Published in Health Care

Federal merger review backlog continues to stall Spectrum-Beaumont deal

BY Sunday, November 07, 2021 06:40pm

The regulatory review of the proposed merger between  Spectrum Health and Beaumont Health has taken longer than expected as the Federal Trade Commission examines a recent flood of deals.

Also, a July executive order from President Biden to encourage competition in the U.S. economy may have the FTC looking even harder at such deals, experts say. The Spectrum-Beaumont proposal would create the largest in-state  health system in Michigan.

Jeff LaBine, the leader of the Corporate and Transactions Group at law firm Miller, Canfield, Paddock and Stone PLC, said federal regulators under the Biden administration have taken a “far, far, far more aggressive approach to merger review.”

As a result, the Spectrum-Beaumont deal likely won’t close this fall as health system executives had hoped, as mergers of all types take longer to review under the federal Hart-Scott-Rodino Antitrust Improvements Act of 1976. The federal law requires companies in certain transactions to file pre-merger notifications with the FTC and the U.S. Department of Justice’s Antitrust Division to determine whether the proposed merger threatens competition.

As filings this year under Hart-Scott-Rodino went “through the roof compared to what they used to be,” the FTC “is moving a lot slower than ever before” on preliminary merger reviews, LaBine said.

LaBine said it’s unclear whether the FTC backlog stems from the administration taking a tougher stance or because the number of filings for pre-merger review doubled since September 2020. However, FTC Chairperson Lina Khan, who was sworn into the position in June, “has been clear that she didn’t like the way it was done before,” LaBine said.

“That slowness you can debate. There are different people who think it’s because they are really busy. Other people think this is a purposeful way to address challenges that they are not quite ready to make, but think they may want to, based on the guidance out of the White House,” LaBine said.

On Feb. 8, the FTC temporarily suspended granting early terminations to Hart-Scott-Rodino reviews that typically occurred within 30 days “if you had no anti-competitive issues,” LaBine noted. When issuing the suspension, the acting FTC chairperson cited a “historically unprecedented volume of filings during a leadership transition amid a pandemic.”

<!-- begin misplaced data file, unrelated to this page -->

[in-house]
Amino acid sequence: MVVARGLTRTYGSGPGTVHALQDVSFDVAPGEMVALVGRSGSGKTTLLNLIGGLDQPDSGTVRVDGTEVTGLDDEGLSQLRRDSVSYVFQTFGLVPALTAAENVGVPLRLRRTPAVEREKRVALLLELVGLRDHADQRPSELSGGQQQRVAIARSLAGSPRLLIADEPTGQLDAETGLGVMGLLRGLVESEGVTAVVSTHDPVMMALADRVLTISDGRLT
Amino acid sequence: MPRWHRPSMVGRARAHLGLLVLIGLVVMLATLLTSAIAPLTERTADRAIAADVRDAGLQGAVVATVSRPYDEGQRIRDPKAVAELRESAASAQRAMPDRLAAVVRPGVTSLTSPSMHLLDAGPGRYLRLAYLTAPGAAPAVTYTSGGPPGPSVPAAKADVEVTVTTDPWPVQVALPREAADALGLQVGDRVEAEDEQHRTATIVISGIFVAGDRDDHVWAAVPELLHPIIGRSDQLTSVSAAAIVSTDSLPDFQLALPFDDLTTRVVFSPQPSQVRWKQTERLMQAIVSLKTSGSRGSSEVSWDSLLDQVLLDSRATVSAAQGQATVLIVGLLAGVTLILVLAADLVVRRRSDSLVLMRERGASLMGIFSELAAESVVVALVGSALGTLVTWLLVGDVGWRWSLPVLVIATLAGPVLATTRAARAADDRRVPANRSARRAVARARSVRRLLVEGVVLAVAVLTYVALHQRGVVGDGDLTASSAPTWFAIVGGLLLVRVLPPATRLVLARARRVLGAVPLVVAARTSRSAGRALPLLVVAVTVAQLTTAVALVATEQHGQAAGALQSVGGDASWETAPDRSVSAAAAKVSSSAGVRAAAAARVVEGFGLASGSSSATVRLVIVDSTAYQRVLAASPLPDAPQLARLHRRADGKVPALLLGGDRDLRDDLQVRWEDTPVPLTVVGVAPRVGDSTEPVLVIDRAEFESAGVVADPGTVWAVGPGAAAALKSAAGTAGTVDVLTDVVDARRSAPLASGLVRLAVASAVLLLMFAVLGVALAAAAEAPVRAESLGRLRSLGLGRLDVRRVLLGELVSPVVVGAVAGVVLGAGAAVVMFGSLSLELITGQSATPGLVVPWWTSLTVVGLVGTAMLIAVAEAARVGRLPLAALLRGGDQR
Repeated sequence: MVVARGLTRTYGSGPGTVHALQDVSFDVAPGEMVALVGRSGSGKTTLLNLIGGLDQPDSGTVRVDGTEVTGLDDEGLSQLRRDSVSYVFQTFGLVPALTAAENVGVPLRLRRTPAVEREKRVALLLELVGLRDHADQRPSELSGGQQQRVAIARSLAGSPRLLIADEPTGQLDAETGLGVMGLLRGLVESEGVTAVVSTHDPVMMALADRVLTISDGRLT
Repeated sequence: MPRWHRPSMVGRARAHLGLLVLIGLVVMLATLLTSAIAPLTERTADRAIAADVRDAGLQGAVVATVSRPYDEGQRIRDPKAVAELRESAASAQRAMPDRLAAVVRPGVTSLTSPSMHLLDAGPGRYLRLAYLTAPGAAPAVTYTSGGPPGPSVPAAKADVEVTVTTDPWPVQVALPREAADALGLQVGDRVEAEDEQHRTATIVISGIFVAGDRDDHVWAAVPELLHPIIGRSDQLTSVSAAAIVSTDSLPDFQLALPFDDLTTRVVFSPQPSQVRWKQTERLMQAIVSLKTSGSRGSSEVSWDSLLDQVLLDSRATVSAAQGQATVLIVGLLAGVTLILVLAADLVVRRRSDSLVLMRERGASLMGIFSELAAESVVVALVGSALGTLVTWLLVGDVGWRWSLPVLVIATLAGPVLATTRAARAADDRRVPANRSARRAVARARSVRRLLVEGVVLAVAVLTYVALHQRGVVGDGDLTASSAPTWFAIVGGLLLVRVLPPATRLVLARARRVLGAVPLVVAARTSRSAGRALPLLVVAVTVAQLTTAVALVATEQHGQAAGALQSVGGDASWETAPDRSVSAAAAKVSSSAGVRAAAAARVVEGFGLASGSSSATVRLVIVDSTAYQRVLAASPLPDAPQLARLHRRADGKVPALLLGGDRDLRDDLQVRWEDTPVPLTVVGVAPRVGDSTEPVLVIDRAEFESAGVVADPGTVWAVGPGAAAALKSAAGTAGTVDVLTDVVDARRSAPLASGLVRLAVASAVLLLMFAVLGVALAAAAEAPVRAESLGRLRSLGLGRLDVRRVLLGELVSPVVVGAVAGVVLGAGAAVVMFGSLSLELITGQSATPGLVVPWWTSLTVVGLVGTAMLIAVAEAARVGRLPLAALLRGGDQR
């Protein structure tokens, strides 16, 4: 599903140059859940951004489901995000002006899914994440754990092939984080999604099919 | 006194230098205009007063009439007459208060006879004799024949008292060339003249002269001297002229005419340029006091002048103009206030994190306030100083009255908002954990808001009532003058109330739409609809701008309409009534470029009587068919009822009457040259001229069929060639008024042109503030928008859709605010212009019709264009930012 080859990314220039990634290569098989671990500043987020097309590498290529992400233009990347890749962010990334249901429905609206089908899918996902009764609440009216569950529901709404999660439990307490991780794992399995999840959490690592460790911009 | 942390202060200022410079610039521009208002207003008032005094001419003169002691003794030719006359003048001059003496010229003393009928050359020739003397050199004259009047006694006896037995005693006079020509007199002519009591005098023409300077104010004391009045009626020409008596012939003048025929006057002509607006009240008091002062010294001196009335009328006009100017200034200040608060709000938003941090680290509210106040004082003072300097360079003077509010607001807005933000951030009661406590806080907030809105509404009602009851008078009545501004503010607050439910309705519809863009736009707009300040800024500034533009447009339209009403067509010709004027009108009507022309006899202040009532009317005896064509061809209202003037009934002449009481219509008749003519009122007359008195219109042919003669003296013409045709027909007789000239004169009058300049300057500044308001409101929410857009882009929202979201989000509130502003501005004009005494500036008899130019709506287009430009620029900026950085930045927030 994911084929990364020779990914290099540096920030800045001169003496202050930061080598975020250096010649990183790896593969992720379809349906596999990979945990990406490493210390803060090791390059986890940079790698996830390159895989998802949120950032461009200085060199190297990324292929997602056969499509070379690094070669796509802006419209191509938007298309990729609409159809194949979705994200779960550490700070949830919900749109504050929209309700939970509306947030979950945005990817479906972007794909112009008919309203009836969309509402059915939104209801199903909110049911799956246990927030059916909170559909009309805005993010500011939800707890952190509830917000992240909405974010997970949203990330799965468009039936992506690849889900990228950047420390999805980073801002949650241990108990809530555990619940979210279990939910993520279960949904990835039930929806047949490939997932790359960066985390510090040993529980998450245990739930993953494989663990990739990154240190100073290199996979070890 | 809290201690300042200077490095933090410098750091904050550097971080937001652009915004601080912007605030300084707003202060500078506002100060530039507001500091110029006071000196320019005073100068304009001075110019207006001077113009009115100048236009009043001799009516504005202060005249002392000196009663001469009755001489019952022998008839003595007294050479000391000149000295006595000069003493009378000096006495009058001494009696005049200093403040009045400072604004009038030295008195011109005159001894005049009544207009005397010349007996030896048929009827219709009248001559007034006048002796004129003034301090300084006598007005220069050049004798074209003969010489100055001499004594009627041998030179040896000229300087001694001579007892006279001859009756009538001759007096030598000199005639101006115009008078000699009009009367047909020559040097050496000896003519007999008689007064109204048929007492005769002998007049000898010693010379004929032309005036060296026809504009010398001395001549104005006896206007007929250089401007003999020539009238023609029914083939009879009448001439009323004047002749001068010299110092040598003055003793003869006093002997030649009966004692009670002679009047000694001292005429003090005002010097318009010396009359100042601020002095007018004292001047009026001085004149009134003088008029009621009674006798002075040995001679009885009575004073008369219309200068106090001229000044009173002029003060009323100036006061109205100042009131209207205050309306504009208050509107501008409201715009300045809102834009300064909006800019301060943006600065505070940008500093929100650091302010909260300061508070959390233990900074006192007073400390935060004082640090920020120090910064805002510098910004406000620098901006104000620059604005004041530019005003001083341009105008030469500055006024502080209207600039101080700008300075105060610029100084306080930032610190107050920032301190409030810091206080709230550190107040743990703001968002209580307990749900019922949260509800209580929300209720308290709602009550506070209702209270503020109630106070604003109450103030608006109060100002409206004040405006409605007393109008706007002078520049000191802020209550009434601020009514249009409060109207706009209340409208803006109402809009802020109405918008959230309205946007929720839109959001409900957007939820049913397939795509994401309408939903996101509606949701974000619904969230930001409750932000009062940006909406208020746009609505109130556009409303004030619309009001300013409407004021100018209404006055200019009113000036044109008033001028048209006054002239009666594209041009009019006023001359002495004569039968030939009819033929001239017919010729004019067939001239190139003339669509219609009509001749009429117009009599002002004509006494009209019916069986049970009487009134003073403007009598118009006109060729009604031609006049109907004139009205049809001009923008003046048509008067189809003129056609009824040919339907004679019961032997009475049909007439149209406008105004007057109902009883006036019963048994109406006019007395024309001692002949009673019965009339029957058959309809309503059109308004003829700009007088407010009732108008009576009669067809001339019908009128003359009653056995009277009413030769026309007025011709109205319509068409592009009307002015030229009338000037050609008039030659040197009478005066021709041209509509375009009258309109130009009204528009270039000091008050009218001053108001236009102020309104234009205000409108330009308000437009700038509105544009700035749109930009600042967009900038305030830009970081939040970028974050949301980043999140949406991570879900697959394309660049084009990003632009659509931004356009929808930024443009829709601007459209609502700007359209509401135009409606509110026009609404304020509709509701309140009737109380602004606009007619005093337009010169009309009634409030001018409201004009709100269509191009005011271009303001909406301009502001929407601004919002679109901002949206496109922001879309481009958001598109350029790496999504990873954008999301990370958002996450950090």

Months later, the FTC then said it planned to send out “warning letters” to inform parties to a proposed merger that pre-merger reviews could extend beyond 30 days, LaBine said.

“The rule is kind of: ‘Silence is a plus.’ If you send in all of your paperwork, do everything right, pay your fee, 30 days pass and you don’t get anything from the FTC or the DOJ, you could close your deal,” LaBine said. “Now, as of August, they’re sending letters that say, ‘We are reviewing, but we’re not done. Close at your own risk.’ It literally says ‘at your own risk.’”

Plans pushed back

Spectrum and Beaumont publicly announced their deal in June. They announced a formal integration agreement in early September while still hoping to close the merger and launch their new health system this fall.

Weeks later, the health systems said the deal would not close this fall because of a “surge in (FTC) filings across all industries” and that it “will take longer than originally anticipated to review.” The Sept. 24 statement said the two health systems “are currently responding to a request for additional information from the FTC, which the organizations understand has become increasingly common.”

In a statement to MiBiz, Spectrum Health reiterated the view that merging with Beaumont Health to create the new BHSH System was not anti-competitive. The new system would have 22 hospitals, more than 300 outpatient locations and operating revenues of $13 billion. Spectrum Health’s statement did not indicate when the two companies now expect to close the merger.

“We are continuing to cooperate with state and federal agencies throughout the regulatory review processes and are confident our proposed new health system follows and aligns with all antitrust laws, regulations and other legal obligations of the parties. ... It is clear that the service areas between the two health systems are not contiguous and that coming together would in no way decrease choice or competition,” Spectrum said in the statement. 

‘Cautiously optimistic’

As the federal review drags on, talk within the Grand Rapids business community about the merger has largely waned after initially high interest.

Some of the only local opposition came from Mike Freed, Spectrum Health’s former chief financial officer who issued an open letter to the health system’s directors in June that doubted whether the plan would achieve the intended goals. Freed, who retired in 2013 but no longer lives in Michigan, wrote that he only sees “the potential for massive financial loss, both historically and an undetermined amount going forward, to the region that produced all of Spectrum Health.” 

Meanwhile, directors at the Grand Rapids Area Chamber of Commerce and its Public Policy Council met with Spectrum Health executives in late August “to learn more about the impact this will have for payers as health care affordability remains a top issue for our business community,” said Vice President of Government Affairs Andy Johnston.

Directors opted against taking a formal position on the deal, but the Grand Rapids Chamber is “cautiously optimistic about the benefits of the merger and urges the Spectrum Health Board to remain laser-focused on providing affordable, high-quality care for consumers and payers as this merger moves forward,” Johnston said.

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